You won't find many high-end music events that offer free admission, but the Savannah Jazz Festival is one of those rare exceptions.

The Coastal Jazz Association will present the 33rd annual Savannah Jazz Festival from Sept. 21-27 and won't charge a dime. Not for the concerts, not for the movie night, not for any other events.

"By popular demand, we are going to kick off the first three nights at Habersham Village," says festival co-founder Teddy Adams, a CJA Hall of Fame trombonist. "We'll move to B&D Burgers on Wednesday, and on Thursday, Friday and Saturday, we'll be at Forsyth Park."

Thursday night's headliner will be Shemekia Copeland.

"She's pretty big in the blues," Adams says. "The headliner Friday is Renee Marie and her trio. On Saturday, we have the Coastal Jazz Association Hall of Fame Savannah All Stars.

"We're inducting four people into the Hall of Fame this year," Adams says. "They are Dr. Julius 'Boo' Hornstein, Dr. Randall Reese, Delbert Felix and Eric Vaughn."

Atlanta vocalist Audrey Shakir also will perform Sept. 27, as will saxophonist Don Braden.

"In the finale, Jon Faddis will be featured with the Savannah Jazz Orchestra," Adams says.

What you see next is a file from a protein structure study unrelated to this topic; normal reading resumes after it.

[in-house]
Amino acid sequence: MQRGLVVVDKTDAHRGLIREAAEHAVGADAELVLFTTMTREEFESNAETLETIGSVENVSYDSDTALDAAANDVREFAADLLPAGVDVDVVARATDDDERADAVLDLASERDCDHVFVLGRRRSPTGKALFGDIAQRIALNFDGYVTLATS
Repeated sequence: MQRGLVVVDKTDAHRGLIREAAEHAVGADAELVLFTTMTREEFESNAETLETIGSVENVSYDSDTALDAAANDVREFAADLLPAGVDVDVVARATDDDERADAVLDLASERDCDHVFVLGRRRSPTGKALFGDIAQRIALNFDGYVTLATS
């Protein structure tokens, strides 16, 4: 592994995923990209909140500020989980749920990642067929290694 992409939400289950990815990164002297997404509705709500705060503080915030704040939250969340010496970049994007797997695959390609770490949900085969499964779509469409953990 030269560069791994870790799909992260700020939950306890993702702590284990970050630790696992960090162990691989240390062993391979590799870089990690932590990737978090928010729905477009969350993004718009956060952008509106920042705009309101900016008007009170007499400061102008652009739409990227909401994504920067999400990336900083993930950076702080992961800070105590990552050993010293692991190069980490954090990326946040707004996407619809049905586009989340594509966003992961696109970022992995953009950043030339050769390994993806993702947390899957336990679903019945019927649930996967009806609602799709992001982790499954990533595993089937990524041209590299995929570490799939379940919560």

The lineup for this year's festival is exceptional, says Howard Paul, a CJA Hall of Fame guitarist and president and CEO of Benedetto Guitars.

"We've got about 20 acts or more," Paul says. "One of our biggest headliners is Jon Faddis. He is one of the premier jazz trumpeters and has been for many, many years.

"He is a brilliant, brilliant trumpet player, one of the greats," Paul says. "We've had him here before."

Don Braden also is headlining.

"He runs the jazz program at Harvard University and is a Harvard graduate," Paul says. "He also teaches at Patterson University in New Jersey and teaches in Europe at a conservatory,

"He's had a very prolific recording career and has done extensive work with the Lincoln Center," Paul says. "He's a world-class saxophone player, and we are delighted to have him, as well."

As always, local musicians will take part in the festival.

"We have three schools participating this year, including the Savannah Country Day School Jazz Band, the Savannah Arts Academy Skylite Jazz Band and the Armstrong Jazz Ensemble, all in conjunction with our friends at the Habersham Village shops," Paul says.

"Last year was the first time we did the festival at Habersham Village and we tried to make it more of a family oriented destination," he says. "I think everyone was very happy and enthusiastic, and I think it was very well received by both the merchants and attendees."

In addition to concerts, the festival offers after-festival jam sessions and fun activities.

"Every day is something fun and different," Paul says.

One popular event, Movie Night, has been moved to B&D Burgers in City Market.

"We'll be able to use their outdoor projector and broadcast the movie in a large-screen format," Paul says. "The movie this year is called 'Killer B3: A Documentary About the Hammond Organ.'

"The Hammond organ came out around the late 1950s. It was originally designed to be a portable organ.